A New Avenue through Elisabeth Town: Elisabeth / Madách Avenue

In the early 20th century, Budapest was one of Europe’s fastest growing cities. At the time, one of the latest elements of the boulevard–avenue system developed based on the Parisian example was designed to cut a wide and straight avenue through the densely woven fabric of the Elisabeth Town district: The avenue was expected to revitalise the over-crowded district which was also obsolete in terms of public health.

As early as in 1902, the representative of Elisabeth Town, Károly Morzsányi, called for the construction of the new avenue, which was also supported by the Public Works Council from 1908. In 1913, the Municipality of Budapest put forth a plan for the construction of a new city hall on Charles Boulevard. The avenue was resigned to run from this enormous building complex to the spacious square at the junction of Damjanich Street and Rottenbiller Street. The outbreak of the war, however, prevented these plans from being realised.

The concept was dusted off in 1929-1930 in relation to the demolition of the Orczy building on Small Boulevard. The first prize in the design competition for the square envisaged as a point of departure was won by Aladár Árkay, yet the construction never began due to a lack of funds. Eventually it was Gyula Wälder who designed the grand start of the avenue, adopting Árkay’s gate motif. The construction of the eleven blocks of what are referred to as the Madách buildings, still intact today, commenced in 1937 while the first tenants could already move in the following year.

A number of buildings in the district, including Drum Street 46 and Drum Street 75-81 were constructed so as to be aligned to the route and image of the prospective avenue, followed by only a single additional structure after the war: the OTP building on the corner of Madách Imre Road and Rumbach Sebestyén Street, constructed between 1959 and 1962. In retrospect, it is clear that the wide avenue would have become an enormously busy arterial road in the second half of the 20th century.

Following the change of regime, the plan was downscaled to a narrow promenade when it was recognised that the historical urban fabric and buildings represent key values that should not be eliminated. The construction of the promenade continued, at the expense of the removal of a number of valuable buildings of the Jewish district, in the first decade of the 21st century, up to Kazinczy Street, where it finally came to a halt. The last phase of its construction was the subject of heated debates as a civil society movement was organised in order to defend the historical memories of the district.

With the renovation of Madách Square, and the banning of motorised traffic in 2014, the first stretch of the half-completed avenue was transformed into a liveable urban public space.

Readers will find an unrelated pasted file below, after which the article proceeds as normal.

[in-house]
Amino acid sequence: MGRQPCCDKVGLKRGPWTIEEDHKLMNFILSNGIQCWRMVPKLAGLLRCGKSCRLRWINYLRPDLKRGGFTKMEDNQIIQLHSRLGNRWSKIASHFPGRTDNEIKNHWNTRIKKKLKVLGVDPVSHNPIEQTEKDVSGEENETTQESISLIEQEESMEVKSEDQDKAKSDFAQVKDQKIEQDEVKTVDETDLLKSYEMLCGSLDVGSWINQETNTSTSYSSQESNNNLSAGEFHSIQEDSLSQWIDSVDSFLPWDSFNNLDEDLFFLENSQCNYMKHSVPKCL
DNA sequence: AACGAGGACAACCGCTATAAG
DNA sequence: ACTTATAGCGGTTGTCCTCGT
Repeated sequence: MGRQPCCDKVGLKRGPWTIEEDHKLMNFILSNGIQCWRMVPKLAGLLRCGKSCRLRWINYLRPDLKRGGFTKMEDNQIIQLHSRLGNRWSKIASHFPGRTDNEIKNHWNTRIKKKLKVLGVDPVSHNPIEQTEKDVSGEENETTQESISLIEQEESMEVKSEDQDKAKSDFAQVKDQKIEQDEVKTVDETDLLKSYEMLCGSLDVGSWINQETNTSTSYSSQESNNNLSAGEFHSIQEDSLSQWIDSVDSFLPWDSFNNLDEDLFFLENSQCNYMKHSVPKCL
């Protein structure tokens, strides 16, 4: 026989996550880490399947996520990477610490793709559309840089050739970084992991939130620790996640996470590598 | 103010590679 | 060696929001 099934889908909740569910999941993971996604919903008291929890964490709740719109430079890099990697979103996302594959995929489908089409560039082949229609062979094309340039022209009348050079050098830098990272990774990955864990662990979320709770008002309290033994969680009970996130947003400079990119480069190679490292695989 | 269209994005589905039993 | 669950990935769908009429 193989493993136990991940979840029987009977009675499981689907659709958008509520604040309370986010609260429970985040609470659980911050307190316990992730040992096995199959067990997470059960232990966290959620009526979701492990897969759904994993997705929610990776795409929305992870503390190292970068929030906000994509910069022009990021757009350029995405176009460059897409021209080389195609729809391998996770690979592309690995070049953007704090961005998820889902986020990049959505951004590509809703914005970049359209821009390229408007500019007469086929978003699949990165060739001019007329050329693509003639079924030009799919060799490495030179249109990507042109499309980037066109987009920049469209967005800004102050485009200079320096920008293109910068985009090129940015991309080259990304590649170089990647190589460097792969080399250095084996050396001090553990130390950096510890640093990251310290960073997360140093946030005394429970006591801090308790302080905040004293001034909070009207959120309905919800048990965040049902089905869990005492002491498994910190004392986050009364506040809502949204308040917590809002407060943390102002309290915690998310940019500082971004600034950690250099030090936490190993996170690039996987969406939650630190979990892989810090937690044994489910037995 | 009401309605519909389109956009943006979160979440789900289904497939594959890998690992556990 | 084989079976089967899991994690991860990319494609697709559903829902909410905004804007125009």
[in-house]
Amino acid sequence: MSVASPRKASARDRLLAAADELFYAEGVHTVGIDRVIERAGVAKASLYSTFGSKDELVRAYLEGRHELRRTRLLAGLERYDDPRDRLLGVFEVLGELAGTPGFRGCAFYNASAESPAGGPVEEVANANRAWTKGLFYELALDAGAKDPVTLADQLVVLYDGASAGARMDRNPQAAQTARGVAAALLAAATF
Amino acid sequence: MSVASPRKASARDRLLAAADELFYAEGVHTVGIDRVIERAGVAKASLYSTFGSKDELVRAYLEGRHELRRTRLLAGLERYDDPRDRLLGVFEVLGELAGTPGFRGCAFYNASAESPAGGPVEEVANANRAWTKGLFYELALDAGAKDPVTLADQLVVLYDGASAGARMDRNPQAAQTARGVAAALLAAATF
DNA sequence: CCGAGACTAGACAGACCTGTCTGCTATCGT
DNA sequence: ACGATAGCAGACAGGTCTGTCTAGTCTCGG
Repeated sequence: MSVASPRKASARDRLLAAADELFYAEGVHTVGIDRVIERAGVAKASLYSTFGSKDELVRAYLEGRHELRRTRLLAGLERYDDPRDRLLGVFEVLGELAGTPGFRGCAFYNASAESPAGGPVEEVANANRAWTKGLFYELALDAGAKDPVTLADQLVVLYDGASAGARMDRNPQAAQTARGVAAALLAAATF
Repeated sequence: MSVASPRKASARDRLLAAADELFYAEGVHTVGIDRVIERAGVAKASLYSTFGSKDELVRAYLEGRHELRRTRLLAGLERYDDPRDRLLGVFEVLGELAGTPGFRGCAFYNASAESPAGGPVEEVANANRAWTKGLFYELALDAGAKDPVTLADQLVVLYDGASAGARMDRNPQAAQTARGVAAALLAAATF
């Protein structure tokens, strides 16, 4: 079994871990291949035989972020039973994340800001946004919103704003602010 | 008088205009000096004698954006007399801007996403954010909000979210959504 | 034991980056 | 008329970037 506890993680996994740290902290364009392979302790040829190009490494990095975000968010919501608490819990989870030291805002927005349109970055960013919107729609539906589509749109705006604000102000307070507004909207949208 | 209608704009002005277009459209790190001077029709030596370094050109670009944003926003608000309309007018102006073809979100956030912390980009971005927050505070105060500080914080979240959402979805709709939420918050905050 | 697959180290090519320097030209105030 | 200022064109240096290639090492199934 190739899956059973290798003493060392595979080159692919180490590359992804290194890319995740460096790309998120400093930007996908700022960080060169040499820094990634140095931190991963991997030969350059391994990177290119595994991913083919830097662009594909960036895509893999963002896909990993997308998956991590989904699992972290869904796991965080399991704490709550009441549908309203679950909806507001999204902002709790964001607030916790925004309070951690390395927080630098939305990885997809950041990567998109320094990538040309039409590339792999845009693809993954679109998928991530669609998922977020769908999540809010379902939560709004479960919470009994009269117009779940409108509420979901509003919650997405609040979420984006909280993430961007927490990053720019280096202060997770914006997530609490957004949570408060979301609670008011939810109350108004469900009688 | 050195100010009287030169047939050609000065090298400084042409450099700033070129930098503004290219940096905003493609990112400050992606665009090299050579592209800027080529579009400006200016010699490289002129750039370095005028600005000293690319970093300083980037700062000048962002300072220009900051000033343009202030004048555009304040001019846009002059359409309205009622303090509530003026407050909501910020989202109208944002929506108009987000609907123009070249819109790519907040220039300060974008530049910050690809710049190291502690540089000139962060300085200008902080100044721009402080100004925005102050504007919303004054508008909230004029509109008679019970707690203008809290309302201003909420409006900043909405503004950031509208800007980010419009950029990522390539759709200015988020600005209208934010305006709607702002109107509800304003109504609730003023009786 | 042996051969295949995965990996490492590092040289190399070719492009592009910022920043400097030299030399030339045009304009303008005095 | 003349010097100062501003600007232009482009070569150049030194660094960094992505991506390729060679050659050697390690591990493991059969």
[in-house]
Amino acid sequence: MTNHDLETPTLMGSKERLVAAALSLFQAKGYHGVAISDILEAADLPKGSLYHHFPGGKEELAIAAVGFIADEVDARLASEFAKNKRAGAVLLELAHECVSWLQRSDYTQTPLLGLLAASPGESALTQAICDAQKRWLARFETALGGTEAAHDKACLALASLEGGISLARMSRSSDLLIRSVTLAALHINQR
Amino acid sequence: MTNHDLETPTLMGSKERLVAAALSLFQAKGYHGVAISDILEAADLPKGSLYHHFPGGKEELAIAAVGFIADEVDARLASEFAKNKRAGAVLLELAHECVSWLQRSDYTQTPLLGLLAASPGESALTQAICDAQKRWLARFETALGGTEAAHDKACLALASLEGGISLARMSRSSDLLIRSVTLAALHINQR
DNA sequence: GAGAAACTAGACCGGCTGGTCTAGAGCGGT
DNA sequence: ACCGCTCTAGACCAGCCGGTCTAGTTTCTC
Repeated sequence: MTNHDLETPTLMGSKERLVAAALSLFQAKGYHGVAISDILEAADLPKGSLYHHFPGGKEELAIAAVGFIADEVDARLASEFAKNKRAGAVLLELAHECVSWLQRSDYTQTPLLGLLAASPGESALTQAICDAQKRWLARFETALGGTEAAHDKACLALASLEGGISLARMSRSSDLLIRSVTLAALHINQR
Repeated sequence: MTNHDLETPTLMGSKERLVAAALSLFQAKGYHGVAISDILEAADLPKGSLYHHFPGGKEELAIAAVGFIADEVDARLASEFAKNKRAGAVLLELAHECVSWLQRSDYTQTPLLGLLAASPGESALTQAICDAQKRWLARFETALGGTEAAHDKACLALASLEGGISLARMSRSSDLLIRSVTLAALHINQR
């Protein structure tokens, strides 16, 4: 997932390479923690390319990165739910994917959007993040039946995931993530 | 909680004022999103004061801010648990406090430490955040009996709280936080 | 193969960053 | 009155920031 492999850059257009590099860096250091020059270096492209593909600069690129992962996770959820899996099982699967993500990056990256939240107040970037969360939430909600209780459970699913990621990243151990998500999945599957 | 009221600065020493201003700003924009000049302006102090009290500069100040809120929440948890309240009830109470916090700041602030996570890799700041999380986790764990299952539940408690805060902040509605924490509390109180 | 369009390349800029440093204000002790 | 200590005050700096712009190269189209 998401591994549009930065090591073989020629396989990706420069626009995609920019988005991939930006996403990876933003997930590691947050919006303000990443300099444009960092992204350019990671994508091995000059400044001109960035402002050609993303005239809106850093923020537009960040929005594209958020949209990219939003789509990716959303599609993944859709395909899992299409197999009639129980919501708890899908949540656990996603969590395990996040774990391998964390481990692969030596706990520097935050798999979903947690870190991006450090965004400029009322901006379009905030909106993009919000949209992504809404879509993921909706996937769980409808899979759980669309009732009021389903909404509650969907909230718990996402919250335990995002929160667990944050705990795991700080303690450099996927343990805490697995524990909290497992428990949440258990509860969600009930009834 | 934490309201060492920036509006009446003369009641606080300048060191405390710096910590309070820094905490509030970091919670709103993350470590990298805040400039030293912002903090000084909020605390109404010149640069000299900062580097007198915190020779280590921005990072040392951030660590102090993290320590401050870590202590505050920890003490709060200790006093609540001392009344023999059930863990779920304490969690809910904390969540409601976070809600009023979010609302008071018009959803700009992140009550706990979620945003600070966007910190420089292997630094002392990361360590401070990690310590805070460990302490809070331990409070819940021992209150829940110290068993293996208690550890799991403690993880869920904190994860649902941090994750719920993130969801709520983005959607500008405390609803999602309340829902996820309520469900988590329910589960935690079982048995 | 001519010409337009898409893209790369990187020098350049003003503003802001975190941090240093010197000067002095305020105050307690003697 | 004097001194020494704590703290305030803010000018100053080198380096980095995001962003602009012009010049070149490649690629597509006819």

“The answer to the question depends not on whether the new avenue complies with any road category but whether there is a need for a new road through the square between Drum Street and King Street and through the very blocks of sites that cannot be favourably developed. The only possible answer to this question from anyone who takes the development of the capital city seriously, is yes”.

Iván Rakovszky, Chairman of the Public Works Council, 1934


(1)    Buildings oriented to face Madách Imre Road in Drum Street: the No. 46 residential building near Klauzál Square and the Postal Directorate designed by Gyula Rimanóczny. Photo: Dávid Nyitrai

(2)    Buildings oriented to face Madách Imre Road in Drum Street: the No. 46 residential building near Klauzál Square and the Postal Directorate designed by Gyula Rimanóczny. Photo: Dávid Nyitrai

(3)    Urban planners had long been contemplating the idea of loosening up the Elisabeth Town district, which was considered to be unwholesomely overcrowded. The plan of Adolf Heuffel and Ferenc Devecis for the widening of Drum Street between the Small Boulevard and Damjanich Street, 1901.

(4)    The route of the planned Madách Imre Road between Charles Boulevard and the Grand Boulevard, approx. 1940

(5)    Elisabeth Avenue and the location of the new City Hall facing Charles Boulevard, in the plan of Count Géza Andrássy, appointed member of the Public Works Council, 1912. The City Hall was to be developed on the site that is currently home to a temporary park. The junction of the avenue and the Small Boulevard would have been emphasised by a lavishly ornamented circus.

(6)    Mock-up of the headquarters building of the Budapest Public Works Council. The photo taken in the 1940s shows the side of the mock-up facing Rumbach Street; the white façades indicate the adjoining buildings along the planned avenue.

(7)    Aladár Árkay’s award-winning plan for Madách Square, 1930 The monumental ornamented circus was finally constructed according to the plans of Gyula Wälder, which were only confirmed at the time.